Johnson: This really depends for me but most of my jokes I can honestly say pop into my head and are virtually done then and there. I’ll continue working on them, add them as a tag for a pre-existing joke, change a word here or there, but some of my favorite jokes dropped right into my head and straight on to the paper. Most of my time writing feels like just jotting down a lot of trash but being ready with the pen and paper in hopes something will spark.
TrunkSpace: If a joke doesn’t seem to be working, how many chances do you give it in a live setting before you decide to rework it or move on from it altogether?
Johnson: If a joke doesn’t work the first time I will immediately work on the delivery or wording before using it again.
TrunkSpace: Is it possible to kill one night and bomb the next with essentially the same set, and if so, what do you chalk that up as?
Johnson: This is possible… I’ve heard. No, I’ve been there. It’s important to read your audience. I have a set that is mapped out pretty well in advance, but lately I’ll go up with no prepared set order because you don’t know what the audience is like until you get to the venue. I chalk this happening up as just knowing your audience. And also sometimes audiences just don’t like you.
TrunkSpace: Does a receptive and willing audience fuel your fire of funny and help to put you on your game for the rest of your set?
Johnson: ‘You should never blame your audience’ is something we hear all the time and I believe it to an extent, but damn can you be thankful for a great audience. Yes, it is much more fun to perform in front of a lively, willing audience.
TrunkSpace: What is your most memorable performance experience (good or bad!) that will stick with you for the rest of your career and why?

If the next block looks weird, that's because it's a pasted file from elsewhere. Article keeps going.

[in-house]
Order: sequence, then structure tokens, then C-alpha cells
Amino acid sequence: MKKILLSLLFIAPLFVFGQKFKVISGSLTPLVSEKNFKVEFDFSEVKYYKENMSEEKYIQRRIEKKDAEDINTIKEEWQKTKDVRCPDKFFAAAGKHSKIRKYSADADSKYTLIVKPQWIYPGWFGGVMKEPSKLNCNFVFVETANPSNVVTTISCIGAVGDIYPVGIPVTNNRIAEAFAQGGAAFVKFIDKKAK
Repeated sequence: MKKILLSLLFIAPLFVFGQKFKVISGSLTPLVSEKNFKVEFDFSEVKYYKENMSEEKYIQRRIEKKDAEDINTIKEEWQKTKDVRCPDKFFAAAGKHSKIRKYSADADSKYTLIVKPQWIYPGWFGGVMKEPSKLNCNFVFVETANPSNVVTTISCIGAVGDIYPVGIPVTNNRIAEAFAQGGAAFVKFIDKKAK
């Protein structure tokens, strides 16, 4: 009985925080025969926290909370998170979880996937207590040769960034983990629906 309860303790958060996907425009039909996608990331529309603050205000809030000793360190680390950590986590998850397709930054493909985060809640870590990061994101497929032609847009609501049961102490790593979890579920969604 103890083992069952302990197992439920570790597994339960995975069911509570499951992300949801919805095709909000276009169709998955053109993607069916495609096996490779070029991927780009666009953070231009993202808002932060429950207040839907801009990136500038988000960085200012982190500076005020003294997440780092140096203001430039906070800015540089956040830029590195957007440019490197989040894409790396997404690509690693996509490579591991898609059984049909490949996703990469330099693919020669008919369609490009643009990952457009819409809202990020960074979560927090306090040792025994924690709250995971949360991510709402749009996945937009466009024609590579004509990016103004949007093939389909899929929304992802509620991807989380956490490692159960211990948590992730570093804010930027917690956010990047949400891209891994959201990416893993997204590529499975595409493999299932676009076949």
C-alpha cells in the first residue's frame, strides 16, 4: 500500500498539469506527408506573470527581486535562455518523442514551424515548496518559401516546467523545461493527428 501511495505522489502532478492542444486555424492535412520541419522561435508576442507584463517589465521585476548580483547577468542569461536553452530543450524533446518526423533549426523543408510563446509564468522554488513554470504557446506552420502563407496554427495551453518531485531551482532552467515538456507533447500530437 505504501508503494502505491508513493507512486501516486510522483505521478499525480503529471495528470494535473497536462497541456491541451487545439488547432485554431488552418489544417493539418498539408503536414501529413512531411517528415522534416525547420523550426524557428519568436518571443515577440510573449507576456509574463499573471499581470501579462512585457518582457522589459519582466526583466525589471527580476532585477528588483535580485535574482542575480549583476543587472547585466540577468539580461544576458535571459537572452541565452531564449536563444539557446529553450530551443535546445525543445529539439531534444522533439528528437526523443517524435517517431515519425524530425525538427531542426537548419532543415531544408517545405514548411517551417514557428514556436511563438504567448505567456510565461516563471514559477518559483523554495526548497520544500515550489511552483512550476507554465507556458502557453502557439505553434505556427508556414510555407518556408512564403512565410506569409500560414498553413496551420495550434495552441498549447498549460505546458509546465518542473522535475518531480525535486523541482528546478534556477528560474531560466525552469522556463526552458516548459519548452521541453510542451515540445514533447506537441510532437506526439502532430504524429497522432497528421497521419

Johnson: I don’t know why this question is so difficult for me to answer. As I think back to all the shows I’ve done and the great and bad memories I have… they all just blur together. Nothing really sticks out as the most memorable because I don’t think it’s happened yet.
TrunkSpace: How do you handle hecklers? What approach do you take?
Johnson: I’m very non aggressive with hecklers. For me, it works best to stay chill and try to get them back on board. Most the time, in my opinion, those types of people are lonely, sad, attention seeking narcissists that wish they were on stage but have never taken the time to write a joke or go to open mics or put any effort in once so ever but they see you doing it and making it look easy so they think ‘oh wow I can do this’ because their brains are so tiny and void of any intellect and like the real clueless douchebag that they are they yell out, wanting to feel part of something. I want to let them know in a funny way to stop but I’m not about to tear their weak small-minded brains down. I will say, the worst is when the heckler is too drunk to function. I hate seeing people getting kicked out of comedy clubs but the older I get in the game the more I think that is the best method for blacked out hecklers. Just, remove them. Please.
TrunkSpace: What are your thoughts on the stand-up landscape in 2019? Are you optimistic for the future of live comedy?
Johnson: I don’t know. I don’t know anything. I just work hard on the craft and aim to be undeniably funny and a good person. I am always optimistic that that will be enough and that this field will always have room for people like me.
TrunkSpace: Finally, who do YOU find funny?
Johnson: Shapel Lacey. He’s a legend.